There's plenty of time remaining in the NHL offseason, but with so much movement before the calendar struck July 15, there's plenty to be gleaned from what has already happened. Big trades, big free-agent signings and the like have created a rather frenetic few weeks of summer without a single puck or skate in sight.
With that in mind, it's time to recap how the landscape and teams around the NHL have changed with Eye on Hockey's Offseason Review. Whipping around all four divisions, the review will cover the offseason additions and subtractions, the money spent and if teams around the league have successfully taken the strides to improve their teams for 2014-15 this offseason.
Today, the Metropolitan Division gets the review treatment as the home division of the Eastern Conference champion New York Rangers saw quite a bit of turnover. The depleted Rangers' 2013-14 lineup in the wake of a rather unfriendly free-agent period is among the several big differences in the Metro.
The Pittsburgh Penguins did most of their restructuring with the suits, canning general manager Ray Shero and head coach Dan Bylsma in favor of Jim Rutherford and Mike Johnston. It hasn't been the easiest of summers after another disappointing playoff loss, but how bad can things be with the reigning MVP and a restructured roster that is still fit for contention?
The Washington Capitals were extremely busy as well, raiding rival Pittsburgh's cupboard on defense in signing Matt Niskanen and Brooks Orpik to big-money deals. It remains to be seen if the money spent in Washington is worth what they'll get, but it's clear the Caps are trying to do something to shake some disappointing seasons.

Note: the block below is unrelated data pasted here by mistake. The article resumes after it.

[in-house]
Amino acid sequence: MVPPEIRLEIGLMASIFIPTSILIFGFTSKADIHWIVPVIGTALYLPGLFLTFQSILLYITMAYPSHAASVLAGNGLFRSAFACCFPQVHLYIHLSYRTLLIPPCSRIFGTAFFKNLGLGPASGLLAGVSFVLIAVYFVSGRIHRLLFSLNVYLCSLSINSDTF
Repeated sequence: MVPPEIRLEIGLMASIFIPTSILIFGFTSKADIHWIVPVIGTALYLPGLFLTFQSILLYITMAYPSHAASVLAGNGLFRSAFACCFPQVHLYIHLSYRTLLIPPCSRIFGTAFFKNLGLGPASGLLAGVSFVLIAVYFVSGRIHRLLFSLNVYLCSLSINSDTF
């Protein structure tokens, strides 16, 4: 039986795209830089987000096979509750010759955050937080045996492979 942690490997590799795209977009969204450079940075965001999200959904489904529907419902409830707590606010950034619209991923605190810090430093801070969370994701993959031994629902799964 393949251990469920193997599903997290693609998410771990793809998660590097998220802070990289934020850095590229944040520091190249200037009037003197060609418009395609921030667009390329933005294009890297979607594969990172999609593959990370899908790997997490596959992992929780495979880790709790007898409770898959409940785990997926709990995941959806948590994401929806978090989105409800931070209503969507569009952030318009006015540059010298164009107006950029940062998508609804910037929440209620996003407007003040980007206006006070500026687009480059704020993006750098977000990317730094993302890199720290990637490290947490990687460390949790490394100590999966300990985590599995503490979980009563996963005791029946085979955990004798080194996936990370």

But the big boys of the division will have company as well as the New Jersey Devils, Columbus Blue Jackets and even the New York Islanders took strides to better their lineups through trades or free agency.
Here's a look at what has happened so far in the Metropolitan.
Biggest acquisition: Though not technically an acquisition, Carolina's best offseason maneuver so far probably was to get Ron Hainsey an extension at an affordable $2.83 million per season for the next three years. The veteran defenseman has been an effective blueliner for the Canes and not letting him get to free agency was an important move as he was a positive possession player in a tough season. Also, bringing back Gleason at an extreme discount for one season gives the club a stop gap before younger talent is ready to join the big club. Trading him to Toronto and then having the Leafs end up buying him out worked out well for a franchise that has been rather fond of Gleason, though the rearguard's best days appear well behind him.